Bridal path leads floral design grad back to Penn College
Getchen holds two associate degrees from the college – floral design/interior plantscape (2007) and ornamental horticulture: landscape technology emphasis (2009) – and obtained administrative permission to return to the Allenwood-area campus in advance of her nuptials.
She and fiancé Ian J. Mowatt are to be married Saturday, May 21, at Sacred Oak Vista in Jersey Shore.
“When it was time for me to graduate (from South Williamsport Area Jr./Sr.) high school and start college, like most people I had no clue what I wanted to do. Also, my dad was not well and I needed to be close to home to help him with different things,” Getchen explained.
“I flipped through the Penn College degree book what seemed a million times. I tossed back the idea of photography because I had taken it in high school, but landed on floral design because, hey, who doesn't like flowers?”
She also did some landscaping on the side during her high school summers, so the green-thumb world was hardly foreign turf.
“I am so thankful that I went with the floral design program. The ESC is just what I needed in my life. Who else can go to college and be outside all day long?” Getchen said. “The property is just so amazing. All the different types of trees, plants and flowers that you don't always get to see in nature or even at a greenhouse/nursery.”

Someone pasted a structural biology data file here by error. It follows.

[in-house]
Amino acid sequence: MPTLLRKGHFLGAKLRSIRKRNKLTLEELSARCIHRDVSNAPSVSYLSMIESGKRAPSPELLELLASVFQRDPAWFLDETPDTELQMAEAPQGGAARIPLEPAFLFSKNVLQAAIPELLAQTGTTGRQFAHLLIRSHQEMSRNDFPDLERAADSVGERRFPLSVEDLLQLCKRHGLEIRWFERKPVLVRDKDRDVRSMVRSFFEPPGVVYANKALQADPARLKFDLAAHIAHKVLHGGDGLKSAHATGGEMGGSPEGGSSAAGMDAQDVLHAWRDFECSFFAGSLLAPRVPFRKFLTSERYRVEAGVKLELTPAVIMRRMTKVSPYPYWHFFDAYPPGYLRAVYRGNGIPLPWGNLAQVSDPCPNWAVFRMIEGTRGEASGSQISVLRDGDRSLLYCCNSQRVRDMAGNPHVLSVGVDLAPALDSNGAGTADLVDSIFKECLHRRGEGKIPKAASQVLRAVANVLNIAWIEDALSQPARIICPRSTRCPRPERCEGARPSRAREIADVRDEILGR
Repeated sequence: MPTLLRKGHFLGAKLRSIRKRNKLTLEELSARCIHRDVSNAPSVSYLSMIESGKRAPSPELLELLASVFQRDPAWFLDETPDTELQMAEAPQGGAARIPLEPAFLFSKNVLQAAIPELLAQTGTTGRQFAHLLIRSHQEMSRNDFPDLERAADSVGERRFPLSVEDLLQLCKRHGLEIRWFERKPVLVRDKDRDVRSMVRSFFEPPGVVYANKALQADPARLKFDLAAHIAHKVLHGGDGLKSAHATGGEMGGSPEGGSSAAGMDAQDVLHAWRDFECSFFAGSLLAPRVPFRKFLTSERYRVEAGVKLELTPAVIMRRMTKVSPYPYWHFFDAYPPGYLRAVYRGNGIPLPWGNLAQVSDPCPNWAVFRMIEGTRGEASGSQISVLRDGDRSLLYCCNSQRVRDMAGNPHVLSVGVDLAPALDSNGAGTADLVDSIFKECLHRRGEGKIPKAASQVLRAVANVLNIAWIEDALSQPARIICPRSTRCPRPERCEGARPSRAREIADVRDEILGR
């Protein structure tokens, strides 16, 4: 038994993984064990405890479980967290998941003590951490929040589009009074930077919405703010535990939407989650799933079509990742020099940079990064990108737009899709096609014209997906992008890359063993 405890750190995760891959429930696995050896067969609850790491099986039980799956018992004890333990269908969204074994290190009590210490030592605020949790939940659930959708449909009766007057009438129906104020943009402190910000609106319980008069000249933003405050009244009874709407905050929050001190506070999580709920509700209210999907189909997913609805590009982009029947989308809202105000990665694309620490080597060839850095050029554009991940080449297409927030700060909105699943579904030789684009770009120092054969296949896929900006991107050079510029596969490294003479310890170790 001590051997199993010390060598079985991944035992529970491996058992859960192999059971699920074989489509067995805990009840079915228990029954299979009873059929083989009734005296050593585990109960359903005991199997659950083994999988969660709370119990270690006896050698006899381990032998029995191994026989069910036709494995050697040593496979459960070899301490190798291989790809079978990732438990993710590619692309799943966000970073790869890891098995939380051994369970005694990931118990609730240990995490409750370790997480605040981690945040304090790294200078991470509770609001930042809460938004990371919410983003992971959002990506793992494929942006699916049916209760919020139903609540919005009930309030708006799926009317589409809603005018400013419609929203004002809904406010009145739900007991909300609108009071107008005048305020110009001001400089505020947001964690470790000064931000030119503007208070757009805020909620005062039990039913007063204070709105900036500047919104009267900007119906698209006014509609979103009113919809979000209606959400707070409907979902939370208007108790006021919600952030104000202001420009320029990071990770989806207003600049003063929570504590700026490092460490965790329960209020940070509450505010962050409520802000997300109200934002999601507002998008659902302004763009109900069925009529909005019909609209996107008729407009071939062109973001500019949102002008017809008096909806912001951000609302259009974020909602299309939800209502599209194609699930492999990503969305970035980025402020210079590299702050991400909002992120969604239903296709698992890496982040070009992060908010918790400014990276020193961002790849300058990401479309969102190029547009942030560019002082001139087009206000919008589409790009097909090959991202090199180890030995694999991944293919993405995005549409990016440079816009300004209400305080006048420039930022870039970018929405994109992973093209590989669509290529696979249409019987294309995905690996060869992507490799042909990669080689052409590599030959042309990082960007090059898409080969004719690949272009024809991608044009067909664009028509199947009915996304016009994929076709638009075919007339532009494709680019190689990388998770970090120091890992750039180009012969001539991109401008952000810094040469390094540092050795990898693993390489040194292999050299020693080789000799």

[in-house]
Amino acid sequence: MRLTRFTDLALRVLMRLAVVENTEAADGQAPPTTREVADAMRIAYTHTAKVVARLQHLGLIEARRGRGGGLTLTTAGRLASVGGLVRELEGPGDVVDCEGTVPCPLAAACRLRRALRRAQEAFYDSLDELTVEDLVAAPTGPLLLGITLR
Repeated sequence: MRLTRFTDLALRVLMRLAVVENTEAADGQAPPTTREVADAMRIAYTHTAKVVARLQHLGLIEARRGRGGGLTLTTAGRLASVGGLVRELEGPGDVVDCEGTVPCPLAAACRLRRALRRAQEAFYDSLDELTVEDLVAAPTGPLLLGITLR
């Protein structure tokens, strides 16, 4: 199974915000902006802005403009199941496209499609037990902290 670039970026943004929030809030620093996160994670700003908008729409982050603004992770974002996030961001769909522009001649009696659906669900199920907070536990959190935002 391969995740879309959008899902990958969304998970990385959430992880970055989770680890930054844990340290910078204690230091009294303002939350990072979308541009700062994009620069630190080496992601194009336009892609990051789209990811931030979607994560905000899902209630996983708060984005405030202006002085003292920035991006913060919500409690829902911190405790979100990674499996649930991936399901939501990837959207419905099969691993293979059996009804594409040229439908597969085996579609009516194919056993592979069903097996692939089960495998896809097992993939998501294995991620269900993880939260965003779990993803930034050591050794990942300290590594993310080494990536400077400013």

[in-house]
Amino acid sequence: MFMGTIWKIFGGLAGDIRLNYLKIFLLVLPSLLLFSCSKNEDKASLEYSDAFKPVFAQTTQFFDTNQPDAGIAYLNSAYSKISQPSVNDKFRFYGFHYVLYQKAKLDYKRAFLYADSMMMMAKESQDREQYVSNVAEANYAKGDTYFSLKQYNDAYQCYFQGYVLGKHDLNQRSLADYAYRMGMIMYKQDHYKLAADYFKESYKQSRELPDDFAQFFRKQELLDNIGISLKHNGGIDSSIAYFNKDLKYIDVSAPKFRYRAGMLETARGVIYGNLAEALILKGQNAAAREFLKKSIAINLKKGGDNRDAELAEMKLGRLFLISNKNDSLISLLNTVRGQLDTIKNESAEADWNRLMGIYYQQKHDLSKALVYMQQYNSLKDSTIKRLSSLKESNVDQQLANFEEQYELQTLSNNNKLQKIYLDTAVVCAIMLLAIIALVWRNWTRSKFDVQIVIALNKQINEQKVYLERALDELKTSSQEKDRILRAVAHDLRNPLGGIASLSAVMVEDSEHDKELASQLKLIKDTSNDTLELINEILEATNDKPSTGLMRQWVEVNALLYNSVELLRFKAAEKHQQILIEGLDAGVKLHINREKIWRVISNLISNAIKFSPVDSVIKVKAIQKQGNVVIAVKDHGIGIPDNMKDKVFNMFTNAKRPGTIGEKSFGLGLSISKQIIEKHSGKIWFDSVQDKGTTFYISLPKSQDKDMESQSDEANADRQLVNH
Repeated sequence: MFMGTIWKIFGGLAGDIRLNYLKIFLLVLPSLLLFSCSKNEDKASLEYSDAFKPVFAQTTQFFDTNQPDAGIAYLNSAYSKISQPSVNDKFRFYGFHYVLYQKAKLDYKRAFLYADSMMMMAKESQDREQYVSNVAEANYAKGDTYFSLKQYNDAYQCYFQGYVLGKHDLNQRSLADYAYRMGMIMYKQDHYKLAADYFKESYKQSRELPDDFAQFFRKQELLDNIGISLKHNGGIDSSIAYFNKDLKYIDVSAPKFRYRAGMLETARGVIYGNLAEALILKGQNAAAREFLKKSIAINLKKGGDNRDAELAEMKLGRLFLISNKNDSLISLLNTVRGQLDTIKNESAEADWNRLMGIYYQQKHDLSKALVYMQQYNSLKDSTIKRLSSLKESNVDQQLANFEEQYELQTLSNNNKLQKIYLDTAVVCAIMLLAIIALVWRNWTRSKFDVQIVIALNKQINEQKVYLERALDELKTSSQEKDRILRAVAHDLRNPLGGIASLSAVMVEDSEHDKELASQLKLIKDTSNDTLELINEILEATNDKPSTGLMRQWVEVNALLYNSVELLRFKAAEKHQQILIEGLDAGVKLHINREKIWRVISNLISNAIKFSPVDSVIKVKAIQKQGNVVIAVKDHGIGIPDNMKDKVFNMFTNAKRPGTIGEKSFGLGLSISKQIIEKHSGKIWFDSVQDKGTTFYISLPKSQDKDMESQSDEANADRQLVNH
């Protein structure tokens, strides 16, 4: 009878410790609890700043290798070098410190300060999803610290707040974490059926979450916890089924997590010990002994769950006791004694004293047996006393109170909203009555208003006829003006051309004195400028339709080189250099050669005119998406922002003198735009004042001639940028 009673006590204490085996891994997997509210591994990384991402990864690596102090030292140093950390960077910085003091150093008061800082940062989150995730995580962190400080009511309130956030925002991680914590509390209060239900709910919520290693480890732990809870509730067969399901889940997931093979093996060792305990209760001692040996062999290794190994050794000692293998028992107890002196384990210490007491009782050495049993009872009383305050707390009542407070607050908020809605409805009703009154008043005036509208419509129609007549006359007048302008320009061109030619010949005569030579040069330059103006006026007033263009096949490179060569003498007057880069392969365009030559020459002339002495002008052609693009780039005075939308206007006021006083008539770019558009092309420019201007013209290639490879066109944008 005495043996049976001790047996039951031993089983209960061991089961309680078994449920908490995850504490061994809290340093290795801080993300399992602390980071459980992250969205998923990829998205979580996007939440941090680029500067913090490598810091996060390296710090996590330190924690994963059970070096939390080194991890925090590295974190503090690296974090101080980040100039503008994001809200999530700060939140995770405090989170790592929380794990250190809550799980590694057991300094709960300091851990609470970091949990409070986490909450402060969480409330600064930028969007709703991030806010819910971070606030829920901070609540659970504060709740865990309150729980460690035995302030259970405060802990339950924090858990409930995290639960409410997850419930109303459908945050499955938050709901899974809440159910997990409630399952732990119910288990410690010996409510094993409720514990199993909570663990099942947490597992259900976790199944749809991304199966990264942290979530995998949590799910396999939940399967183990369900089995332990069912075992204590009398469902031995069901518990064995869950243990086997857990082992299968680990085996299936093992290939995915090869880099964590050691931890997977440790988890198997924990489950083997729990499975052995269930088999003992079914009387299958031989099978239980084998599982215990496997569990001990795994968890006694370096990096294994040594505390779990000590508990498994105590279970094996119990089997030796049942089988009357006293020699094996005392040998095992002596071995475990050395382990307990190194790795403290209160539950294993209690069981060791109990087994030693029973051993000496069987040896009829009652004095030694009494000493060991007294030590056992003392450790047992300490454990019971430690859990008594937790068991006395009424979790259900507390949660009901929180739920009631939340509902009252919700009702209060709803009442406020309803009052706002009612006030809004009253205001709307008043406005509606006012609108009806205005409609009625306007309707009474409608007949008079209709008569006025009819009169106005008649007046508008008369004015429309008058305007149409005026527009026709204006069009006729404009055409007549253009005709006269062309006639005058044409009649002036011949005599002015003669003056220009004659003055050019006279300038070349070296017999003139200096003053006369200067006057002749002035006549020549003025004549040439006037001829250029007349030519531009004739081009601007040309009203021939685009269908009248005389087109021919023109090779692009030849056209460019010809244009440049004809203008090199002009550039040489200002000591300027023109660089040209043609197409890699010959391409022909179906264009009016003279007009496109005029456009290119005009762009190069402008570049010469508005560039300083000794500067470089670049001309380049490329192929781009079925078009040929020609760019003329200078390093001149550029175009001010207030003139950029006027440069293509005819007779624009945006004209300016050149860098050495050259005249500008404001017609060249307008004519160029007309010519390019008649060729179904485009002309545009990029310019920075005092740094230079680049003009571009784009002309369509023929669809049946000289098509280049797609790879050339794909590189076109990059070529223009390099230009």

She fondly recalls horticulture faculty members Dennis E. and Christine A. Fink, and Dennis P. Skinner, for their student-centered passion and empathy. Dennis Fink, who was the college’s Master Teacher in 1997, retired in 2012 and passed away the following year; his wife was a part-time instructor who was certified by the American Institute of Floral Designers. Skinner retired in 2019 after more than 30 years’ service.
“Like I mentioned, my father was ill, so I had missed a lot of class to take him to doctors’ appointments, but they were understanding,” she said. “Mr. Skinner was great, always having so much fun in his classes and labs.”
Getchen returned to one of those labs over several days this past week, along with bridesmaid Vanessa R. (Atherton) Harman, who she met in her floral design class. (Harman graduated in 2008 with an associate degree in floral design/interior plantscape.)
“Vanessa worked as a florist for a few years prior to college and even after college," Getchen said. "She did her own flowers for her wedding so, when I was planning mine, she said she wouldn't have an issue helping me.”
The only question was where to work on them and refrigerate them. Harman suggested reaching out to the college to see if they could use the floral room, and the answer came back “Yes.”
“The Earth Science Center is just a whole different world. The classes were small and most everyone in those classes you knew well because you had almost every class and lab with them, all day/every day,” Getchen said.
“Words will never describe how the ESC actually makes me feel. Life wasn't easy for me while I was going there. It was my comfort blanket, a safe place where I didn't have to think about what was actually going on in my real life.
“I met a lot of wonderful people from the different programs there, and I couldn't have asked for a better college experience.”
Photos by Marci M. Hessert,
office assistant to the assistant dean of diesel technology and natural resources
For more about Penn College's popular Art of Floral Design offering, an art elective open to all academic majors, consult the course flyer: Art of Floral Design